There was also the Church culture of the time. Priests were 
assigned to parishes as needed. Anonymous in the confession, they were somewhat interchangeable to their flocks, who did not know the length of assignments. Priests were often careerists with a "calling," wanting to do a good job and rise to a better post. There were also priests, who wanted a refuge. The priesthood offered  a livelihood, an insular but collegial world and, if homosexual, protection from prosecution. A troubled priest, one who posed difficulty for the Church, was easily transferred elsewhere with few notes as to the reason. While Charlie's father had no particular religion, he allowed participation in the Church, the place, where young Charlie Whitman first met a priest named Gilles Leduc.

Leduc, like Graham Greene's "whiskey priest," was a strange, deeply flawed man. Small and homely, genial yet apart, Leduc was transferred frequently by his superiors for largely unexplained  reasons. In this book, where clues are like pieces of a jig saw puzzle, Scott-Coe, discovers that Leduc, an inoffensive man who kept to himself, managed to navigate the system and do what he liked. He was a  heavy drinker, who mostly hid its effects, and he liked to make himself popular with his young charges. Charles Whitman, who was his alter boy, was also in the scouting program Leduc helped to lead at the church. At 12, Whitman became the youngest ever to attain the status of Eagle Scout. As an adult, Leduc also went through an adult ceremony for that award.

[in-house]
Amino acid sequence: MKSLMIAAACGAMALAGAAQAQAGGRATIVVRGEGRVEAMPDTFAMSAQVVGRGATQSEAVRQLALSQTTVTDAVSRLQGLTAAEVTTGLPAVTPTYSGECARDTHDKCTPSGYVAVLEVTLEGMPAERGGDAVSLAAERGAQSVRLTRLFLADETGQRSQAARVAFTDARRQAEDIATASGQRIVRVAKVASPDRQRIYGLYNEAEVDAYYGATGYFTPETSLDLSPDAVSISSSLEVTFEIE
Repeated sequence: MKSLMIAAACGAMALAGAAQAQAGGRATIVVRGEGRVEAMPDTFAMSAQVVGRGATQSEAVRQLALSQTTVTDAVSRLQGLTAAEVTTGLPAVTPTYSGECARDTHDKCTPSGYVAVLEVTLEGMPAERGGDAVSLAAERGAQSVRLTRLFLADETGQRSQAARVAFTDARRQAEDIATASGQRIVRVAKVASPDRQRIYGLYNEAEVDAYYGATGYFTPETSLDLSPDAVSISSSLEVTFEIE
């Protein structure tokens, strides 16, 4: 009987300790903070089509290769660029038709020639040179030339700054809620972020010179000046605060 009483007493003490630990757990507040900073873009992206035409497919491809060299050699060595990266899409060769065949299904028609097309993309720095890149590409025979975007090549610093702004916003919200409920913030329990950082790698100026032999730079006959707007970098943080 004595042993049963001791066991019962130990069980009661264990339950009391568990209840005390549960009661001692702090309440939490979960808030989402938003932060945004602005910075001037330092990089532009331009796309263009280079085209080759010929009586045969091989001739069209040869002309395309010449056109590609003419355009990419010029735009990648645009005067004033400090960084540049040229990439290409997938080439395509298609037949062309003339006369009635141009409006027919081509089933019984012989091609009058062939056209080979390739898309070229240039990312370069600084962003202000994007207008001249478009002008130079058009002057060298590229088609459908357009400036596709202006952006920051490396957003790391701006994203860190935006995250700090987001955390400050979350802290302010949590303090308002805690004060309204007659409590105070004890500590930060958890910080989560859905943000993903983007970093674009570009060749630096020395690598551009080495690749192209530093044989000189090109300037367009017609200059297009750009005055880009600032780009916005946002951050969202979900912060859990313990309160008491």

The time-lines of both men continued to intersect in disturbing ways. Leduc's trajectory goes from parish to parish in various states, after dubious financial transactions, a party house in Texas, a fancy car, drinking frat style parties more akin to playboy than priest. Though Leduc's career was downhill, transferred to posts of always lesser status, reasons are few and he appears in good standing with the church. Some kind of protection must have existed, reasons Scott-Coe, because his outrageous behavior, often hiding  his "calling,"was not openly recorded. Questions abound about the money for his lifestyle and his appeal to younger men, who found him a fun "anything goes" kind of guy..